Denmark is proposing steps to protect bankers amid evidence they regularly receive threats for exposing clients involved in suspicious dealings.
The Danish government wants to make it possible to keep bank clients in the dark if they’ve triggered a suspicious activity report. The country’s bankers association, Finans Danmark, is throwing its support behind the proposal, it said on Wednesday.
The focus on banker safety comes as the financial industry digests news of the death of the former head of Danske’s Estonian unit. Aivar Rehe, who had served as CEO of Danske Bank’s branch in Tallinn from 2006 to 2015, was found dead close to his home, police said on Wednesday. Local media have suggested Rehe may have taken his own life. Police didn’t give a cause of death, which they said was out of consideration toward Rehe’s family.
Denmark is still dealing with the fallout of Europe’s worst ever money-laundering scandal, which last year engulfed Danske, its biggest lender. Much of the focus has been on measures designed to tighten existing legislation, including tougher fines and reporting requirements.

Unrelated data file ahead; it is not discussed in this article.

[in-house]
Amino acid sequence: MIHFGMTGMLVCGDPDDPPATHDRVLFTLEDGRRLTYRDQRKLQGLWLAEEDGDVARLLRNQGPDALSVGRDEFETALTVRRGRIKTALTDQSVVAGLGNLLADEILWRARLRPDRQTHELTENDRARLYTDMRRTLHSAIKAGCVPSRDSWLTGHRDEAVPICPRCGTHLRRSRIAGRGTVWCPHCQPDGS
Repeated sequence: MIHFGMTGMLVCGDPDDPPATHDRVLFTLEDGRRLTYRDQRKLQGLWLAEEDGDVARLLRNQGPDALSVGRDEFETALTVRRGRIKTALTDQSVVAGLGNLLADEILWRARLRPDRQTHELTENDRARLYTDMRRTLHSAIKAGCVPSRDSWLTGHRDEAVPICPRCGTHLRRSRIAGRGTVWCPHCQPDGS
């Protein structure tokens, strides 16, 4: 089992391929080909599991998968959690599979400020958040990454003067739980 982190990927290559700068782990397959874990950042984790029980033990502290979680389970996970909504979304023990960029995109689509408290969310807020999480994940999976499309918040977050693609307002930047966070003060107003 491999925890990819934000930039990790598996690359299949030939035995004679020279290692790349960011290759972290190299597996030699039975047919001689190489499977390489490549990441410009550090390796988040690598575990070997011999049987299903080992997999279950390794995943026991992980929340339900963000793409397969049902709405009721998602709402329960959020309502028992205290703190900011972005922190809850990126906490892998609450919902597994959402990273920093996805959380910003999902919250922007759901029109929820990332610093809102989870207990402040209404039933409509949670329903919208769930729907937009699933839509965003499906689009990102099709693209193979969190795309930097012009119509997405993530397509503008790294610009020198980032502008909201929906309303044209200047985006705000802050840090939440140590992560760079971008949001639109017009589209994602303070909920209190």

But there are signs some of the stricter measures are having unintended consequences. Finans Danmark says bankers in the Nordic country routinely face reprisals from customers who have been reported to authorities because of potentially suspicious transactions.
It’s a “big problem,” the Copenhagen-based organization said in a response to a public hearing.
The government needs to do more to protect bank employees, who by law are required to report suspicious transactions, the finance industry’s union said. Already last year, the union said it was aware of members being targeted and harassed by clients because of the transparency requirement.
Michael Budolfsen, the union’s vice president, said the so-called black-out proposal is good but doesn’t go far enough. Employees’ identities, also when they file whistleblower reports, shouldn’t be distributed to other agencies at all, Budolfsen said in an interview.
“Confidentiality is one thing, but anonymity isn’t automatic,” he said. The person’s name “is still floating around” which is potentially dangerous to them as “we are dealing sometimes with very criminal people.”
The Danske case
Danske has admitted that much of 200 billion euros (US$220 billion) that flowed through its Estonian branch over a nine-year period was suspicious. It’s now the target of several criminal investigations, as well as class-action lawsuits after the scandal gutted its market value. Chris Vogelzang, the new chief executive officer, has made restoring confidence in the bank his top priority.
Under the Danish government’s proposal, tax authorities would no longer be required to notify residents who have been reported to the national office tasked with investigating money laundering. Banks also want to be able to share information about potentially suspicious customers, which is something they’re currently not permitted to do.